“There I lived a life, a long lifetime, there lie my companions, and many adversaries, and there also lies the biggest part of myself.”
-Elliott Whitesprings, Warbirds, WWI pilot
British Fighter Aircraft in WWI
World War I witnessed unprecedented growth and innovation in aircraft design, construction, and as the war progressed—mass production. Each country generated its own innovations sometimes in surprising ways—Albatros Fokker, Pfalz, and Junkers in Germany and Nieuport, Spad, Sopwith and Bristol in France and Britain. This book focuses on the British approach to fighter design, construction, and mass production. Initially the French led the way in Allied fighter development with their Bleriot trainers then nimble Nieuport Scouts—culminating with the powerful, fast gun platforms as exemplified by the Spads. The Spads had a major drawback however, in that they were difficult and counter-intuitive to fix in the field. The British developed fighters in a very different way; Tommy Sopwith had a distinctive approach to fighter design that relied on lightly loaded wings and simple functional box-girder fuselages. His Camel was revolutionary as it combined all the weight well forward; enabling the Camel to turn very quickly—but also making it an unforgiving fighter for the inexperienced. The Royal Aircraft Factory’s SE5a represented another leap forward with its comfortable cockpit, modern instrumentation, and inline engine—clearly influenced by both Spads and German aircraft. Each manufacturer and design team vied for the upper hand and deftly and quickly appropriated good ideas from other companies—be they friend or foe. Developments in tactics and deployment also influenced design—from the early reconnaissance planes, to turn fighters, finally planes that relied upon formation tactics, speed, and firepower. Advances were so great that the postwar industry seemed bland by comparison. Publisher : Casemate; Illustrated, Special edition (May 26, 2021) Language : English / Hardcover : 192 pages ISBN-10 : 161200881X / ISBN-13 : 978-1612008813 Dimensions : 8 x 10 inches The price includes a SIGNED COPY BY THE AUTHOR as well as domestic shipping.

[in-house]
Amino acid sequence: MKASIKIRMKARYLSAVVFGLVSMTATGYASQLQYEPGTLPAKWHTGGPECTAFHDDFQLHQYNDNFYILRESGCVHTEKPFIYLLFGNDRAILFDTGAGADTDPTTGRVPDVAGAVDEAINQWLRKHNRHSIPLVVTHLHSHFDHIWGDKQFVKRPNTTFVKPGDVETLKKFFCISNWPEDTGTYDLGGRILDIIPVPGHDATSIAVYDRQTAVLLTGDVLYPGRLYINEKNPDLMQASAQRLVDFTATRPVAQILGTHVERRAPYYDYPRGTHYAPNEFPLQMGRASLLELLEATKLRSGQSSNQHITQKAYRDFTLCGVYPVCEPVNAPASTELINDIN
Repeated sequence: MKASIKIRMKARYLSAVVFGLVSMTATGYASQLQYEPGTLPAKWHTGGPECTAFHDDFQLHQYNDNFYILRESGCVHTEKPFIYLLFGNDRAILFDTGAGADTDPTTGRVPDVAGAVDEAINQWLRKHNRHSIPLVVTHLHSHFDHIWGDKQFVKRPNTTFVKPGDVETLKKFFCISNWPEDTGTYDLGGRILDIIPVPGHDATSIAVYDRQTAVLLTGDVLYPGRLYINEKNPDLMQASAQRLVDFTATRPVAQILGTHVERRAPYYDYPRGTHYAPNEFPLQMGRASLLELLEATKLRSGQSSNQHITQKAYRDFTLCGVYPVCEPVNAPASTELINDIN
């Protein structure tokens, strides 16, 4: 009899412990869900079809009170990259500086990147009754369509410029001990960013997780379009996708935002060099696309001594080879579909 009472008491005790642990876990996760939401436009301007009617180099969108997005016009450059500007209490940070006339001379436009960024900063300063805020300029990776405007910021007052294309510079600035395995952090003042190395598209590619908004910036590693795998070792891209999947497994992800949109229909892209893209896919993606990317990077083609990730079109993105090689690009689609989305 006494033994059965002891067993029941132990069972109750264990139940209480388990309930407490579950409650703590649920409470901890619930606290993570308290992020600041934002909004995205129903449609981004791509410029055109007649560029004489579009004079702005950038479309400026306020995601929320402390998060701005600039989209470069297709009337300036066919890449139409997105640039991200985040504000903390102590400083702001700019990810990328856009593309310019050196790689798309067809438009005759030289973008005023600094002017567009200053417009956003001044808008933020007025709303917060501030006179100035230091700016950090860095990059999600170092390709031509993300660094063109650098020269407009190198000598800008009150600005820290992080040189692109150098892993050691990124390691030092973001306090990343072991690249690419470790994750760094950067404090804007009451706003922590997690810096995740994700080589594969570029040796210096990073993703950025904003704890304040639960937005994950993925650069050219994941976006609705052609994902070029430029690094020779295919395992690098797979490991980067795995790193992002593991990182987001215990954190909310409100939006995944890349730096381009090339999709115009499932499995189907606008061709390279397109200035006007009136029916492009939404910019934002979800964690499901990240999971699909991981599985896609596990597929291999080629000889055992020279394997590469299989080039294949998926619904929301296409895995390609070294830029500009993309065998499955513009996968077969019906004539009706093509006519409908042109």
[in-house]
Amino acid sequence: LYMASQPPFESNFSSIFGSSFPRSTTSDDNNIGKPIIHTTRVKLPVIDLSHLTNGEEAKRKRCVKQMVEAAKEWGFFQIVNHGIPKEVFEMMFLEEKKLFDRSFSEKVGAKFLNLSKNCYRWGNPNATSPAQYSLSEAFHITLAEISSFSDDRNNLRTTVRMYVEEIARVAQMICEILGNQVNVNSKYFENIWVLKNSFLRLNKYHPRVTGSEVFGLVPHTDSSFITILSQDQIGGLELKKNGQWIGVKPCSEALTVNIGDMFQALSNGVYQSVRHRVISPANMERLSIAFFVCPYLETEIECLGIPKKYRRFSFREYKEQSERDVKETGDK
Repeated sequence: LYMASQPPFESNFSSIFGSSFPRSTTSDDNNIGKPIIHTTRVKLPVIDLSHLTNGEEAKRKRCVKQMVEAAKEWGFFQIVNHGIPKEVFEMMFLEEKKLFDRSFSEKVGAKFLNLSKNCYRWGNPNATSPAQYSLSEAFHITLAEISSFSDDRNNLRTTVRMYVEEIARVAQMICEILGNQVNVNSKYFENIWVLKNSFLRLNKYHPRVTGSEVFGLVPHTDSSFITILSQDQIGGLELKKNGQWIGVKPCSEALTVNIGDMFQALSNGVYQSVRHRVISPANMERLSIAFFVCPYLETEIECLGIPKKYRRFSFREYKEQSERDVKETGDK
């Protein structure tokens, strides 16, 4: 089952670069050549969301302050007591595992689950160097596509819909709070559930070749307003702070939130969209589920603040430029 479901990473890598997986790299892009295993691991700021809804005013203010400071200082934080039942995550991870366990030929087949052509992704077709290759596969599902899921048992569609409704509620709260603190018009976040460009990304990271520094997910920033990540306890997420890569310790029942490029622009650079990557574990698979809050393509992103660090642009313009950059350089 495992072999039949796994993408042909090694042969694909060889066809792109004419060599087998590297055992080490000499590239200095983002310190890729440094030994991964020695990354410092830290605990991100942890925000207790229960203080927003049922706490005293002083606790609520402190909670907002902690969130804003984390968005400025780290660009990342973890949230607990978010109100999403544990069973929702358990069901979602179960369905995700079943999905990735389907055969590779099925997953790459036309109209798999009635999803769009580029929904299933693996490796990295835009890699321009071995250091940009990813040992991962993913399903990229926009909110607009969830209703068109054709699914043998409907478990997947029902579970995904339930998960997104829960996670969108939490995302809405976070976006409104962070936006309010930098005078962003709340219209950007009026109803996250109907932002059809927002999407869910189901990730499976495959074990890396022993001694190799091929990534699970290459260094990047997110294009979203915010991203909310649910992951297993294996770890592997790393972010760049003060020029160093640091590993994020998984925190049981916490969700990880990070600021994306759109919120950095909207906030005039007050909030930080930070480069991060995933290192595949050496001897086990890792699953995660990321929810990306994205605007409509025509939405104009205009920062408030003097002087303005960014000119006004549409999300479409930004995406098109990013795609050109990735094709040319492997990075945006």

German Fighter Aircraft in World War I
Fully illustrated overview of the development and different types of German Fighter aircraft during World War I. The price includes a SIGNED COPY BY THE AUTHOR as well as domestic shipping.
The young men who flew and fought during the First World War had no idea what was awaiting them. The rise of science and nationalism during the late 19th and early 20th centuries came to a head in 1914. The ‘technology shock’ that coalesced at the Western Front was not envisaged by any of the leadership. The price includes a SIGNED COPY BY THE AUTHOR as well as domestic shipping.
Spad Fighters: The Spad A.2 to XVI in World War I
This book presents the evolution of one of the most famous French-made fighter aircraft of WWI—the fast, rugged Spad. From humble beginnings this airplane became the mount for such famous WWI aces as Frenchmen Georges Guynemer and René Fonck, American Eddie Rickenbacker, Italian Francesco Baracca, and many others. Illustrated with rare WWI-era photographs, this book examines how the Spad was conceived, built, and flown. Examples of surviving Spad aircraft are highlighted, as well as where they may be seen today all over the world. The book also profiles several still-existing aerodromes in the US where visitors can see a Spad being built, such as the Golden Age Air Museum in Pennsylvania. Or pay a visit to the Old Rhinebeck Aerodrome in New York and see the only flying Spad VII replica in the world! Part of the Legends of Warfare series. The price includes a SIGNED COPY BY THE AUTHOR as well as domestic shipping.
Fokker Dr. 1: Germany’s Famed Triplane in World War I
This book presents the evolution and development of perhaps the most iconic German fighter of WWI—the Fokker Dr. 1 triplane or “Dreidecker.” The Dr. 1 was born from experiments in cantilever monoplanes and the excellent combat record of the Sopwith triplane, which appeared at the western front at the end of 1916. Only 320 Fokker Dr.1s were built, yet their imprint on aviation history was and is far reaching and enduring—perhaps due to those who flew them. Baron Manfred von Richthofen and his brother Lothar, as well as Werner Voss, Ernst Udet, and many others, all flew the triplane, helping burnish their image in collective memory. This book highlights the design and construction of the legendary Dr. 1, as well as showcasing many flying replicas and where they can be found. Also included are selected museums from around the world where Dr. 1s can currently be seen. The price includes a SIGNED COPY BY THE AUTHOR as well as domestic shipping.
Cape Cod’s Oldest Shipwreck: The Desperate Crossing of the Sparrow-Hawk
In 1626-27, the Sparrow-Hawk began her final journey across the brutal winter waves of the Atlantic Ocean, departing from the southern coast of England with America as her goal. As cases of scurvy and whispers of mutiny rose, the hopes of those aboard the small vessel began to fade. The ever-changing coastline of Cape Cod caused the Sparrow-Hawk to run aground. Desperate to repair their ship and attain their goal of becoming wealthy Virginia tobacco planters, the passengers wrecked her again, forcing them to abandon their beloved ship and take up residence in Plymouth Colony. Revealed by the tides over two hundred years later, the wreckage was pillaged by local scavengers and put on display in Boston. Join Mark Wilkins as he delves into the secrets of the Sparrow-Hawk. The price includes a SIGNED COPY BY THE AUTHOR as well as domestic shipping.